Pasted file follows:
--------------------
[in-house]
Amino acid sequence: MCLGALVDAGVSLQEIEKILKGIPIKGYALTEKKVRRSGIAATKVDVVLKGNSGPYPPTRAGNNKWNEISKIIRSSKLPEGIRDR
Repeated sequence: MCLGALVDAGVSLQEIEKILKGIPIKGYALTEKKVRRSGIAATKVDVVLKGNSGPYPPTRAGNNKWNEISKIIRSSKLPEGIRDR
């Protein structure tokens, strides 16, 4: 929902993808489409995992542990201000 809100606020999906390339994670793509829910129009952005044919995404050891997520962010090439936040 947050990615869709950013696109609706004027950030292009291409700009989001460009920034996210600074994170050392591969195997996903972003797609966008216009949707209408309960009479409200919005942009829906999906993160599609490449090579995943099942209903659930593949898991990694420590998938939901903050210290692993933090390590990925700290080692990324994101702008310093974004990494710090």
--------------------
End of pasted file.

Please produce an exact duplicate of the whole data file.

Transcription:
[in-house]
Amino acid sequence: MCLGALVDAGVSLQEIEKILKGIPIKGYALTEKKVRRSGIAATKVDVVLKGNSGPYPPTRAGNNKWNEISKIIRSSKLPEGIRDR
Repeated sequence: MCLGALVDAGVSLQEIEKILKGIPIKGYALTEKKVRRSGIAATKVDVVLKGNSGPYPPTRAGNNKWNEISKIIRSSKLPEGIRDR
């Protein structure tokens, strides 16, 4: 929902993808489409995992542990201000 809100606020999906390339994670793509829910129009952005044919995404050891997520962010090439936040 947050990615869709950013696109609706004027950030292009291409700009989001460009920034996210600074994170050392591969195997996903972003797609966008216009949707209408309960009479409200919005942009829906999906993160599609490449090579995943099942209903659930593949898991990694420590998938939901903050210290692993933090390590990925700290080692990324994101702008310093974004990494710090």